That work is well underway, and I am confident that the NT government will ensure any development of the Beetaloo Basin is conducted safely and in a way that is sensitive to the environment and protects First Nations cultural heritage.

It is estimated that the development of the Beetaloo will generate thousands of jobs and billions in economic activity over the coming decades.

But those thousands of jobs and billions in activity will be endangered if development ignores the need to ensure that First Nations heritage is protected, and environmental concerns are addressed.

As I mentioned earlier, I am looking forward to continuing to work closely with the NT Government and with industry to make the Middle Arm Sustainable Development Precinct a reality.

Middle Arm is an extraordinarily exciting project within my Northern Australia portfolio, and will be crucial to creating a more resilient supply chain at home while building trade ties with Asia.

Together, the Beetaloo and Middle Arm projects will generate considerable economic benefits for Territorians.

Environmental protection

I am committed to ensuring the future sustainability of Australia’s resources sector.

I want to make sure our national regulations work better for environmental outcomes, while also providing greater certainty for industry.

The sector already operates under a comprehensive regulatory regime to balance development needs with the management of safety and environmental impacts.

But I’m fully aware that improvements are needed.

The Government is committed to reforming the Environment Protection and Biodiversity Conservation Act. We know that the Act currently doesn’t work for the environment, and it doesn’t work for industry either.

Australians don’t trust that the Act is delivering for the environment, for business or for the community. We want to fix that.

This Government will provide a full response to the Samuel Review of the EPBC Act.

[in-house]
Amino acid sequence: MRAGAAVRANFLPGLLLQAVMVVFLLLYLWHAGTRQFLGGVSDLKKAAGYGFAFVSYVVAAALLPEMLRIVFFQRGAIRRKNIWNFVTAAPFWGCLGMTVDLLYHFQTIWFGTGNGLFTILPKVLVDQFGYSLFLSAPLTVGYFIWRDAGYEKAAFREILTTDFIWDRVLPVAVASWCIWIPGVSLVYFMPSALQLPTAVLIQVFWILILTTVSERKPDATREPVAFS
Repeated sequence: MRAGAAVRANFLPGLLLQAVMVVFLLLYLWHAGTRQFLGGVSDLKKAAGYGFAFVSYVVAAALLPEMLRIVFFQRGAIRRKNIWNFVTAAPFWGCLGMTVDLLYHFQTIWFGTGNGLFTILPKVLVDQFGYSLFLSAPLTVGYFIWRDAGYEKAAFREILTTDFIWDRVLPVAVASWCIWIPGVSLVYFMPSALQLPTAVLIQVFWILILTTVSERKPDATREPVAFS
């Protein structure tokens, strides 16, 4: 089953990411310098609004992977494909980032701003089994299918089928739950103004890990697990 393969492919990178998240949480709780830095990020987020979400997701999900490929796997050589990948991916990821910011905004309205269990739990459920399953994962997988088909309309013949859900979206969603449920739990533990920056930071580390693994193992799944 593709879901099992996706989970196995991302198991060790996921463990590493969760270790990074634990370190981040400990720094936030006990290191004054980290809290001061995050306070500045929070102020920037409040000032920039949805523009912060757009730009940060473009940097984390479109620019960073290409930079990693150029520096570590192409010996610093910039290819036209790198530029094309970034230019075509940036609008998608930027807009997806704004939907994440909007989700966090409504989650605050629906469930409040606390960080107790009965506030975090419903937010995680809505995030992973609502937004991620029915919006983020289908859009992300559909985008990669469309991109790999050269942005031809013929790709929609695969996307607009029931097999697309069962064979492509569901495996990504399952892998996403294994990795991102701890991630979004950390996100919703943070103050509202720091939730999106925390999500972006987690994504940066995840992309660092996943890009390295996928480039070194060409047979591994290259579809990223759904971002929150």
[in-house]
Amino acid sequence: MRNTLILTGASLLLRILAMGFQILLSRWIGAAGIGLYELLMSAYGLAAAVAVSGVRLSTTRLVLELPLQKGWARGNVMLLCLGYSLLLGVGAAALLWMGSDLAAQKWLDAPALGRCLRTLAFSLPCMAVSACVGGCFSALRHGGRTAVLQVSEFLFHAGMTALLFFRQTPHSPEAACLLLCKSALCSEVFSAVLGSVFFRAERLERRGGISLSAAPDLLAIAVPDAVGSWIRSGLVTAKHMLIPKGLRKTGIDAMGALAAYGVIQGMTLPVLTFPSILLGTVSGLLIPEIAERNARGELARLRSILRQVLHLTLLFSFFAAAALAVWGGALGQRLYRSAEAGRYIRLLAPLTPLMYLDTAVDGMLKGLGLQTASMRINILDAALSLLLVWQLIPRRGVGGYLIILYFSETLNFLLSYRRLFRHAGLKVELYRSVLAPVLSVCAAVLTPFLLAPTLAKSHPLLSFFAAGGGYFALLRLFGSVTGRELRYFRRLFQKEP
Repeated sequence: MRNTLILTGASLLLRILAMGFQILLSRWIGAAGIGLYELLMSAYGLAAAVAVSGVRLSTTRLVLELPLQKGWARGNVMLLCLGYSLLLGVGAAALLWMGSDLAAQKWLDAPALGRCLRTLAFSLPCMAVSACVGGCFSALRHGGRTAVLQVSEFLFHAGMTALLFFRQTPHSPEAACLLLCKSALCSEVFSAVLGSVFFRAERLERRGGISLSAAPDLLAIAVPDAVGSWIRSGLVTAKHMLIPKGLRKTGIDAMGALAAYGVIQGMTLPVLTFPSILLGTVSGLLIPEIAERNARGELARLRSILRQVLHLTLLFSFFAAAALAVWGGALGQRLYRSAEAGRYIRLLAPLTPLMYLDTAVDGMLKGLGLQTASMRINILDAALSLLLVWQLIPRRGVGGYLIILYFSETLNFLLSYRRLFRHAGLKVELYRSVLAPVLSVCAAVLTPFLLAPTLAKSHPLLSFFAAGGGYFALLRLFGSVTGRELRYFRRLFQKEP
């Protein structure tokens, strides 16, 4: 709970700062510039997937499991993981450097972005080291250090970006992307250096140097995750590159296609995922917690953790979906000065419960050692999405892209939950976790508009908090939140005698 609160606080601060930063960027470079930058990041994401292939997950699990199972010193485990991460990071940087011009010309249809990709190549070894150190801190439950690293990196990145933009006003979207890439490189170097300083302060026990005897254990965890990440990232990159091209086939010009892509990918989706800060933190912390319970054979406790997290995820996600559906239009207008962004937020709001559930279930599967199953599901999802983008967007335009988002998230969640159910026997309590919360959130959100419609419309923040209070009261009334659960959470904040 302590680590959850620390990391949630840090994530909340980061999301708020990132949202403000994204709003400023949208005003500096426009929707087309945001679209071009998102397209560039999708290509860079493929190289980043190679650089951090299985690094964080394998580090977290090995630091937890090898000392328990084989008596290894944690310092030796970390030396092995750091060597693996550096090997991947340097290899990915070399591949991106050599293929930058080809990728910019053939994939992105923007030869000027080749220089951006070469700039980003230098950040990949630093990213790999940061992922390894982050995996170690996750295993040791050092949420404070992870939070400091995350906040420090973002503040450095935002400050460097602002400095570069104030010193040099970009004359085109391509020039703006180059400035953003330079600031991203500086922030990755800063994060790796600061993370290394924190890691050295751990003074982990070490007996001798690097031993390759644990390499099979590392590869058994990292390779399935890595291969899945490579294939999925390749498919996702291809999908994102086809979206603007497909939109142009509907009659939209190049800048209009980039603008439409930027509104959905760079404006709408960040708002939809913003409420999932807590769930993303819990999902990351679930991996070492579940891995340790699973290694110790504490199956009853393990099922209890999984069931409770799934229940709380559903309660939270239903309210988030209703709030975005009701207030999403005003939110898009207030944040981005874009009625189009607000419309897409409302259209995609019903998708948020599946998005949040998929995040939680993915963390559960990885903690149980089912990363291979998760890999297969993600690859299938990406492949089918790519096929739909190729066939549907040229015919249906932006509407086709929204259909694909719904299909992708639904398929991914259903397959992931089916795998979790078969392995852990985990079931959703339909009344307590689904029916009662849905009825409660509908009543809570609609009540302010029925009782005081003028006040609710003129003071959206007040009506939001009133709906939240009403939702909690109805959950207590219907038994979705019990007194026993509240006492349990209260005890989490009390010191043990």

We will commit to ongoing consultation on law reform.

We will stand-up an Environment Protection Agency to ensure compliance with environmental laws, improve processes for project proponents and centralise data collection and analysis.

Respect in the workplace

My last final point, and it’s arguably my most important, is that I would also like to see a resource sector that leads the way when it comes to respect in the workplace.

As the first woman to hold the position of Australia’s Minister for Resources, I take the matter of sexual harassment, sexual assault and bullying of women in the resources industry extremely seriously.

There are no excuses. It must end.

It boils down to the fact that every worker has the right to be safe and treated with respect in the workplace.

I was appalled and dismayed by the findings of the WA Parliamentary inquiry into sexual harassment against women in the FIFO Mining industry.

This behaviour is abhorrent, unacceptable and should not be part of any modern workplace.

The Government is working with the resources industry to stamp out sexual harassment.

The Respect@Work Report by the Australian Human Rights Commission was released in March 2020 and made 55 recommendations focused on preventing and addressing sexual harassment in Australian workplaces.

We will implement all recommendations of the Respect@Work report.

I note the Minerals Council of Australia published its Respect@Work Toolkit in December 2021, which provides fact sheets, guidance, and templates to support action to eliminate sexual harassment in member companies.

I urge all employers to take all available steps to improve workplace conditions for women.

Conclusion

Thank you again for the opportunity to speak today.

I have covered a range of topics in quick time, but the ultimate message I want to leave you all with is one of optimism.

There is no doubt the events of recent years have challenged the resources sector, but it’s remained strong and will continue to flourish.

There is also no doubt the transition to a lower emissions economy, and the ensuing changes to our energy mix over the coming decades, will challenge the sector.

But it’s also going to provide immense opportunity.

Like I said earlier, on the road to achieving our ambitious net zero targets, we see the resources sector as part of the solution – not as part of the problem.

And let’s not lose sight of the fact that the sector will keep the lights on, and the heaters and - especially important in the Top End - air conditioners - going.

This government is 100 per cent behind you.

I look forward to working with all stakeholders across the NT and Australia to ensure that resources prosper, providing the Territory and the nation with a pipeline of secure, well-paying jobs and a buoyant economy for years to come.

Thank you.